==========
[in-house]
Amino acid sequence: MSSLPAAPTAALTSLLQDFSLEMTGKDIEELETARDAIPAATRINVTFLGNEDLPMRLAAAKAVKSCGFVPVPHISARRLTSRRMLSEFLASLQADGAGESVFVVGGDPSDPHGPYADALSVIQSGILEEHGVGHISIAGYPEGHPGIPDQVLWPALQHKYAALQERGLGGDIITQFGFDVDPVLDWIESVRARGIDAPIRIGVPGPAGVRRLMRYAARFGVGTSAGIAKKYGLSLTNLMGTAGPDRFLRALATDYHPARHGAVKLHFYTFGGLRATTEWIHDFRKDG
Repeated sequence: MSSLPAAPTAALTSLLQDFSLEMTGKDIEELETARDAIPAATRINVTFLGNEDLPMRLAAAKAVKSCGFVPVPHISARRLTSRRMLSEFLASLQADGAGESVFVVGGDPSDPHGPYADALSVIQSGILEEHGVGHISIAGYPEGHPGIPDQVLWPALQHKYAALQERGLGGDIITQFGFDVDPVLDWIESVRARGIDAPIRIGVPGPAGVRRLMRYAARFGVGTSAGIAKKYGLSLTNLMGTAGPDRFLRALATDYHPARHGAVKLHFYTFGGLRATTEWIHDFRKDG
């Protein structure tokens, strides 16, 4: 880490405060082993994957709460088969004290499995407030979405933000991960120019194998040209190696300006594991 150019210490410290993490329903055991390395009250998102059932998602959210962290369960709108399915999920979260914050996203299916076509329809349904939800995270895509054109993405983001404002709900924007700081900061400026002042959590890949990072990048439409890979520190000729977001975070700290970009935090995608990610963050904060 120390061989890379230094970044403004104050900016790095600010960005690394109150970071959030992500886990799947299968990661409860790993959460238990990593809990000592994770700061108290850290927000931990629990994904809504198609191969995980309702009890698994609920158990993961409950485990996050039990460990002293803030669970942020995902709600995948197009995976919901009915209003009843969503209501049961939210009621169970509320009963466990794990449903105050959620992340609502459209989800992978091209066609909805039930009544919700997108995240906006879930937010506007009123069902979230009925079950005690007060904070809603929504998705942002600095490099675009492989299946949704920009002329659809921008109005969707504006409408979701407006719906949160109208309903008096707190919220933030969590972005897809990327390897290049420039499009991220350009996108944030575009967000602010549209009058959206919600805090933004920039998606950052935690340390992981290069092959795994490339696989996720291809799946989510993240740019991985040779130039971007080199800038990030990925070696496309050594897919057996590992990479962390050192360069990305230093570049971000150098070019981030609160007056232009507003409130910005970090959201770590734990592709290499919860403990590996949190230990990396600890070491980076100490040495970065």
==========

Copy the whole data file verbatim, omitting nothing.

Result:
[in-house]
Amino acid sequence: MSSLPAAPTAALTSLLQDFSLEMTGKDIEELETARDAIPAATRINVTFLGNEDLPMRLAAAKAVKSCGFVPVPHISARRLTSRRMLSEFLASLQADGAGESVFVVGGDPSDPHGPYADALSVIQSGILEEHGVGHISIAGYPEGHPGIPDQVLWPALQHKYAALQERGLGGDIITQFGFDVDPVLDWIESVRARGIDAPIRIGVPGPAGVRRLMRYAARFGVGTSAGIAKKYGLSLTNLMGTAGPDRFLRALATDYHPARHGAVKLHFYTFGGLRATTEWIHDFRKDG
Repeated sequence: MSSLPAAPTAALTSLLQDFSLEMTGKDIEELETARDAIPAATRINVTFLGNEDLPMRLAAAKAVKSCGFVPVPHISARRLTSRRMLSEFLASLQADGAGESVFVVGGDPSDPHGPYADALSVIQSGILEEHGVGHISIAGYPEGHPGIPDQVLWPALQHKYAALQERGLGGDIITQFGFDVDPVLDWIESVRARGIDAPIRIGVPGPAGVRRLMRYAARFGVGTSAGIAKKYGLSLTNLMGTAGPDRFLRALATDYHPARHGAVKLHFYTFGGLRATTEWIHDFRKDG
């Protein structure tokens, strides 16, 4: 880490405060082993994957709460088969004290499995407030979405933000991960120019194998040209190696300006594991 150019210490410290993490329903055991390395009250998102059932998602959210962290369960709108399915999920979260914050996203299916076509329809349904939800995270895509054109993405983001404002709900924007700081900061400026002042959590890949990072990048439409890979520190000729977001975070700290970009935090995608990610963050904060 120390061989890379230094970044403004104050900016790095600010960005690394109150970071959030992500886990799947299968990661409860790993959460238990990593809990000592994770700061108290850290927000931990629990994904809504198609191969995980309702009890698994609920158990993961409950485990996050039990460990002293803030669970942020995902709600995948197009995976919901009915209003009843969503209501049961939210009621169970509320009963466990794990449903105050959620992340609502459209989800992978091209066609909805039930009544919700997108995240906006879930937010506007009123069902979230009925079950005690007060904070809603929504998705942002600095490099675009492989299946949704920009002329659809921008109005969707504006409408979701407006719906949160109208309903008096707190919220933030969590972005897809990327390897290049420039499009991220350009996108944030575009967000602010549209009058959206919600805090933004920039998606950052935690340390992981290069092959795994490339696989996720291809799946989510993240740019991985040779130039971007080199800038990030990925070696496309050594897919057996590992990479962390050192360069990305230093570049971000150098070019981030609160007056232009507003409130910005970090959201770590734990592709290499919860403990590996949190230990990396600890070491980076100490040495970065």